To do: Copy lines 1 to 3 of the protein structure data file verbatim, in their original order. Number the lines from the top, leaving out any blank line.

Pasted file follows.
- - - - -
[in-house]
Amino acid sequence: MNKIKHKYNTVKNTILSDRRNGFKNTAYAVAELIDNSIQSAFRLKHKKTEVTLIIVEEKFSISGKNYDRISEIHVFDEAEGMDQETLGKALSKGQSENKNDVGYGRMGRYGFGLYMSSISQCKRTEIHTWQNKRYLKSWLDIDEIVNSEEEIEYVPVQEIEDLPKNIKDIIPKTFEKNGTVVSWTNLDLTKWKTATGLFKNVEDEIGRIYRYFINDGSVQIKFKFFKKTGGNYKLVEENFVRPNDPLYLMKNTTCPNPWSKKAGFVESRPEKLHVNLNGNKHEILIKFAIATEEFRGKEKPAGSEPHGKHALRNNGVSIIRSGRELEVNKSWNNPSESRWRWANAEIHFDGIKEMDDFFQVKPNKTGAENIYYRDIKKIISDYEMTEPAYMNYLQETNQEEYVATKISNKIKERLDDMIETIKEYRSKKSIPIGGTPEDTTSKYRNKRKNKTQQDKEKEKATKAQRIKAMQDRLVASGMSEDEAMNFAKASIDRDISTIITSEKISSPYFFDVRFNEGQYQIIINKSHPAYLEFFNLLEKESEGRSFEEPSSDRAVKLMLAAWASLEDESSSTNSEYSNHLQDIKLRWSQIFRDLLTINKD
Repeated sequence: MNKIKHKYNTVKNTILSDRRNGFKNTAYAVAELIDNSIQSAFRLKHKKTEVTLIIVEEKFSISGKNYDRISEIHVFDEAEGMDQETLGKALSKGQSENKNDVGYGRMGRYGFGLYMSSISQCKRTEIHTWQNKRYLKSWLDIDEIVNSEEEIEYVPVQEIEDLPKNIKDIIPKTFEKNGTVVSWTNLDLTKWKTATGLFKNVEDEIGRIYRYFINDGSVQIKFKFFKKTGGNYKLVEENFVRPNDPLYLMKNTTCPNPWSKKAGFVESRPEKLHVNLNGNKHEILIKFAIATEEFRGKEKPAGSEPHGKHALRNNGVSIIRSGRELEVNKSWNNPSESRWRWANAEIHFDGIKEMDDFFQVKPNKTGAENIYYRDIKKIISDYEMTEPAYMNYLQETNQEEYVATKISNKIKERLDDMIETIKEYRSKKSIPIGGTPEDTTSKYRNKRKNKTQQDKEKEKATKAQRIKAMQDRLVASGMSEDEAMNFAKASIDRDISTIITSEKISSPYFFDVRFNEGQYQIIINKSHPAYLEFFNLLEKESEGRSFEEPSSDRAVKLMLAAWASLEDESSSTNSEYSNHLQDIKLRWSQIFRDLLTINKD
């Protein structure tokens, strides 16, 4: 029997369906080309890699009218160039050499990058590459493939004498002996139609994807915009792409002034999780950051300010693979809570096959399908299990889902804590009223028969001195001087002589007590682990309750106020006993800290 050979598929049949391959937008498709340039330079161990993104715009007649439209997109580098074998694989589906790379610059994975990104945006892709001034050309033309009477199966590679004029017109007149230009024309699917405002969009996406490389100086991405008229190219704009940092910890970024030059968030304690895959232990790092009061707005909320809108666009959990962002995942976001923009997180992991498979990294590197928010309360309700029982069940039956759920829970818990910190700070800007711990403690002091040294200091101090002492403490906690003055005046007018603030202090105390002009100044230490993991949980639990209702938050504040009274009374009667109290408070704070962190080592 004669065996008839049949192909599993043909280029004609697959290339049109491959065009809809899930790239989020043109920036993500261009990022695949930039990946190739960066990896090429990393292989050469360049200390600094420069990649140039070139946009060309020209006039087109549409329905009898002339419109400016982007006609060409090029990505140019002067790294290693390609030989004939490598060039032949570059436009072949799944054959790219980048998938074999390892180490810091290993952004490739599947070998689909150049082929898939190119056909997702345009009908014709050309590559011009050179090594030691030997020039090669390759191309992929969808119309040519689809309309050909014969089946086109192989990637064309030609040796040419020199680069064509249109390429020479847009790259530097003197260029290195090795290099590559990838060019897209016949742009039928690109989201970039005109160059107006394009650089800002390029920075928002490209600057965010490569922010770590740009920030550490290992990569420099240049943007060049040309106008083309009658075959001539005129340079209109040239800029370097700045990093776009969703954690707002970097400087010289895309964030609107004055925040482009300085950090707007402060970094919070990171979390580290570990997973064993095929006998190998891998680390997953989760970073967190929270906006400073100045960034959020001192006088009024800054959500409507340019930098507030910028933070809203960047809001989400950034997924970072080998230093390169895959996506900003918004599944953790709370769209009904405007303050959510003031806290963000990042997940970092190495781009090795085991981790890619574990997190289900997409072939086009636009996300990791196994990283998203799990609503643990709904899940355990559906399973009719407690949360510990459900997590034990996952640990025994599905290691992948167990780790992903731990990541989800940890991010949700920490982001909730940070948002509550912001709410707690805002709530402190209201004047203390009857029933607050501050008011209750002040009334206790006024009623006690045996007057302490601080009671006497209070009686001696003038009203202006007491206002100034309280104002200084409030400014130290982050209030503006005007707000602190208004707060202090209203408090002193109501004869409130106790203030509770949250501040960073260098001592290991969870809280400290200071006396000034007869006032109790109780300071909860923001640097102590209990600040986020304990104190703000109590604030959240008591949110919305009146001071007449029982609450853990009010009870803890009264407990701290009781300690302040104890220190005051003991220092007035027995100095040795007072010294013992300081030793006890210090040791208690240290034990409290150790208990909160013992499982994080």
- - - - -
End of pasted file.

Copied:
[in-house]
Amino acid sequence: MNKIKHKYNTVKNTILSDRRNGFKNTAYAVAELIDNSIQSAFRLKHKKTEVTLIIVEEKFSISGKNYDRISEIHVFDEAEGMDQETLGKALSKGQSENKNDVGYGRMGRYGFGLYMSSISQCKRTEIHTWQNKRYLKSWLDIDEIVNSEEEIEYVPVQEIEDLPKNIKDIIPKTFEKNGTVVSWTNLDLTKWKTATGLFKNVEDEIGRIYRYFINDGSVQIKFKFFKKTGGNYKLVEENFVRPNDPLYLMKNTTCPNPWSKKAGFVESRPEKLHVNLNGNKHEILIKFAIATEEFRGKEKPAGSEPHGKHALRNNGVSIIRSGRELEVNKSWNNPSESRWRWANAEIHFDGIKEMDDFFQVKPNKTGAENIYYRDIKKIISDYEMTEPAYMNYLQETNQEEYVATKISNKIKERLDDMIETIKEYRSKKSIPIGGTPEDTTSKYRNKRKNKTQQDKEKEKATKAQRIKAMQDRLVASGMSEDEAMNFAKASIDRDISTIITSEKISSPYFFDVRFNEGQYQIIINKSHPAYLEFFNLLEKESEGRSFEEPSSDRAVKLMLAAWASLEDESSSTNSEYSNHLQDIKLRWSQIFRDLLTINKD
Repeated sequence: MNKIKHKYNTVKNTILSDRRNGFKNTAYAVAELIDNSIQSAFRLKHKKTEVTLIIVEEKFSISGKNYDRISEIHVFDEAEGMDQETLGKALSKGQSENKNDVGYGRMGRYGFGLYMSSISQCKRTEIHTWQNKRYLKSWLDIDEIVNSEEEIEYVPVQEIEDLPKNIKDIIPKTFEKNGTVVSWTNLDLTKWKTATGLFKNVEDEIGRIYRYFINDGSVQIKFKFFKKTGGNYKLVEENFVRPNDPLYLMKNTTCPNPWSKKAGFVESRPEKLHVNLNGNKHEILIKFAIATEEFRGKEKPAGSEPHGKHALRNNGVSIIRSGRELEVNKSWNNPSESRWRWANAEIHFDGIKEMDDFFQVKPNKTGAENIYYRDIKKIISDYEMTEPAYMNYLQETNQEEYVATKISNKIKERLDDMIETIKEYRSKKSIPIGGTPEDTTSKYRNKRKNKTQQDKEKEKATKAQRIKAMQDRLVASGMSEDEAMNFAKASIDRDISTIITSEKISSPYFFDVRFNEGQYQIIINKSHPAYLEFFNLLEKESEGRSFEEPSSDRAVKLMLAAWASLEDESSSTNSEYSNHLQDIKLRWSQIFRDLLTINKD